I really enjoyed this Curious Wavefunction post on being born at the right time. He uses the example of R. B. Woodward, who was several years older than most of the other big names from the glory days of synthetic organic chemistry (Corey, Stork, etc.), and had already had a chance to use his immense talents to make a mark on the field before they came along. The point is that Woodward was not only a tremendously gifted and hard-working chemist, but that he came along at a time when his abilities could have the biggest impact.
The other example in that post is a famous one, the generation of physicists who sorted out quantum mechanics. That was a relatively brief period, and it was done by a relatively small cohort of younger workers in the field (only Schrödinger was a bit older). If you were born outside of the right window, you missed out, no matter how talented you were. Later generations of physicists included a good number of people who could have made the same sorts of contributions, had they been alive at the right time to make them.
What would a postdoc-aged R. B. Woodward (or Woodwardesque equivalent) work on today in chemistry? My guess is that Woodward himself was attracted to total synthesis not because (or only because) it was total synthesis, but because of the technical and intellectual challenges it offered. Remember, Woodward’s quinine synthesis was in 1944, at a time when no one was sure that such complex molecules could be made synthetically at all. It took a great deal of nerve to tackle these kinds of problems, and my guess is that a reincarnated Woodward might apply that boldness to things like (say) artificial photosynthesis or protein folding.
It’s hard to pick, though, because you really wonder how total synthesis of natural products looked to others back in the early 1940s (and thus what areas might look similarly inviting today). We just know a lot more than we did back then, which makes you wonder if any of the current frontiers can have the same character as the ones back then had. By now, it’s hard to think of a really outstanding problem that hasn’t had some work done on it, whereas back then so many things were waiting for the first footsteps to be made in them. I wonder if that’s what it seemed like at the time, though? If anyone knows of any articles in the journals from the 1940s on “outstanding problems in the field” or the like, I’d be very interested in seeing them.
At any rate, we’re not going to see something like the quantum mechanics revolution in chemistry. That, famously, was driven by the increasing divergence of experimental data with any of the existing theories. Quantized spectral lines, blackbody radiation, the photoelectric effect, Compton scattering – these and more indicated that something was seriously wrong with the assumptions of classical physics. I don’t think any such situation obtains today in chemistry; if there’s a major divergence of theory and experiment like those, I can’t think of it at the moment (and there certainly isn’t a collection of them like the ones in turn-of-the-20th-century physics). Admittedly, chemistry is a bit theory-deprived when compared to physics, but so is every science.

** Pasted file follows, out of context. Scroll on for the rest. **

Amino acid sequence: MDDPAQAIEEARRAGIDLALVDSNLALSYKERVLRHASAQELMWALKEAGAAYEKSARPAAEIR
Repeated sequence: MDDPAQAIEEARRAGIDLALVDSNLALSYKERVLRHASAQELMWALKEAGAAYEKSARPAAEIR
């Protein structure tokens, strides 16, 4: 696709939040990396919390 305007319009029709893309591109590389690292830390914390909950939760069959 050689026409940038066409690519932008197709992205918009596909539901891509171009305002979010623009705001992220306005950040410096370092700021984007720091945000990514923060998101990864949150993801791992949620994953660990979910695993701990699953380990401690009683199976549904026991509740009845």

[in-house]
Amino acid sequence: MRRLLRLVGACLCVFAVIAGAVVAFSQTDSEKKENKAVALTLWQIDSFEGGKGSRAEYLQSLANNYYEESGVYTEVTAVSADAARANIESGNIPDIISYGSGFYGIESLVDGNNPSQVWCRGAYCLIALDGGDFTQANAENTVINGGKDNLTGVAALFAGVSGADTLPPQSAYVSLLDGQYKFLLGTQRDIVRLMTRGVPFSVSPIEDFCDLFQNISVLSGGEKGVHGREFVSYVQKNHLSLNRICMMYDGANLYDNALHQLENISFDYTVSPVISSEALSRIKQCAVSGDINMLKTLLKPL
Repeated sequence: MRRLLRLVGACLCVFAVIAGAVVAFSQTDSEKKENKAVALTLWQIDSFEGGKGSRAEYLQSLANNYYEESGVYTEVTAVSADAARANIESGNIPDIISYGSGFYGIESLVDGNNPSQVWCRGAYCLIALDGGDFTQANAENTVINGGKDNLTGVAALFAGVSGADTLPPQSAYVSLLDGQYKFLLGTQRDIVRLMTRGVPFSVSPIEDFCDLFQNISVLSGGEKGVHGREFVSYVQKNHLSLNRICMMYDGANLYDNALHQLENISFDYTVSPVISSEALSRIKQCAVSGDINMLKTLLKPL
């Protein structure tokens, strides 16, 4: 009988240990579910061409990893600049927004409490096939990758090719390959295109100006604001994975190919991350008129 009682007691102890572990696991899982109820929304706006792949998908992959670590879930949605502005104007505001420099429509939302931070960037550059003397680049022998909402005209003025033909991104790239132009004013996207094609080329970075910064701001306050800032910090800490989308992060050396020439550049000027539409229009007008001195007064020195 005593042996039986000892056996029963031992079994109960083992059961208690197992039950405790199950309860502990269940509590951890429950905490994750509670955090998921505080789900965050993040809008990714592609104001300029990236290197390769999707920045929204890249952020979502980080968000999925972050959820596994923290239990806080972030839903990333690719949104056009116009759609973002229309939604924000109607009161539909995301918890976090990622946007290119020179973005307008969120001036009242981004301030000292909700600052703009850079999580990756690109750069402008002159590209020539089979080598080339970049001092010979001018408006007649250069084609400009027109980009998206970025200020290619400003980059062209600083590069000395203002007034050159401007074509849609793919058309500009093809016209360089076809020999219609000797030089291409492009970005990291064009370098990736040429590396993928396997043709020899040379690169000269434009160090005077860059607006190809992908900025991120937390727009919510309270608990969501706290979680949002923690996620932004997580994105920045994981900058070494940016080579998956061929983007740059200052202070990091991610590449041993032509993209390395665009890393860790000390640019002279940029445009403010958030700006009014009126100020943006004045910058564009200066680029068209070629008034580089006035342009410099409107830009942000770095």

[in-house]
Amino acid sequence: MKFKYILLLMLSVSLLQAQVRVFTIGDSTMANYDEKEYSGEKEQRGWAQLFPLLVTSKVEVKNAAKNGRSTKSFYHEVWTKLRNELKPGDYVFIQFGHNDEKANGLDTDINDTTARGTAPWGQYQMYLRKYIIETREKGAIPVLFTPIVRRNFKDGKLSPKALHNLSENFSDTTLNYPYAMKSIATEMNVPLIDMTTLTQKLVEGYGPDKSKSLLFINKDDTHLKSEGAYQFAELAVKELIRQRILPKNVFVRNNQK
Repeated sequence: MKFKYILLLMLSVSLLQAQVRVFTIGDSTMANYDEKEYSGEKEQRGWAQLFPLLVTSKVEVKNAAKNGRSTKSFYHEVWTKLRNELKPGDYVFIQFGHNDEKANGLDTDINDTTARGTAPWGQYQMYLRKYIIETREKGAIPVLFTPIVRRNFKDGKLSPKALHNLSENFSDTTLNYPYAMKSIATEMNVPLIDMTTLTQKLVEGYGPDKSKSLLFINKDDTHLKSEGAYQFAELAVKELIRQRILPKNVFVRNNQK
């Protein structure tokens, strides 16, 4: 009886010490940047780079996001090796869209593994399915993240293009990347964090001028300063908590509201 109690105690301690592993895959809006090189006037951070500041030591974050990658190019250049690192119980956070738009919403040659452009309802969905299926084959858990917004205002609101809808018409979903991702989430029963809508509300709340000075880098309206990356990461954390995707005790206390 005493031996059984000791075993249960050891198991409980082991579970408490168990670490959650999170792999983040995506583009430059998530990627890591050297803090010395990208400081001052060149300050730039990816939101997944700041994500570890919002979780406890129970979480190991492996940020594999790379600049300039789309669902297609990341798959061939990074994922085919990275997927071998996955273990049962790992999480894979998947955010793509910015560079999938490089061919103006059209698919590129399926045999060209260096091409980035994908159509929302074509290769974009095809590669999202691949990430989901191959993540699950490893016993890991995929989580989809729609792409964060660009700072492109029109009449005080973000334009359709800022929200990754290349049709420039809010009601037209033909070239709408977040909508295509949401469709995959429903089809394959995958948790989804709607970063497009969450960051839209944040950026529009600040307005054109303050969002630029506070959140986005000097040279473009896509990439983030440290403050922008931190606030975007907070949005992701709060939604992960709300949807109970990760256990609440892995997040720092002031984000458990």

The biggest black boxes, to me, are over in biology now, and biology is even less susceptible to sweeping mathematically-reinforced theories than chemistry is. But then again, total synthesis as practiced by Woodward wasn’t theory-driven – he was ready to discover new reactions wherever they might be and push the limits of what we knew about chemical reactivity, in a relentlessly pragmatic way. There wasn’t a prediction that, say, “strychnine could not be synthesized” that Woodward overturned. (New theories might well suggest themselves out of the data obtained by these synthetic experiments, of course). So our hypothetical Woodward 2.0 might well have been attracted to biological problems, although given his well-known love of chemistry, perhaps he might have worked his way in through what we’d now call chemical biology. Heresy?
No matter what, though, I think that a young Woodward today would be out of phase with the course his actual career took. That was a perfect era for the total synthesis work he loved to do, but that’s not the situation today. I just can’t quite imagine Woodward looking around and saying “Well, OK, strychnine’s been done, so. . .strychnine dimer!” So I guess the question is whether he would have (or would have been able to) apply himself in a new field, which is my guess, or would have languished as a talented scientist born in the wrong era. You can only work on the problems that exist. . .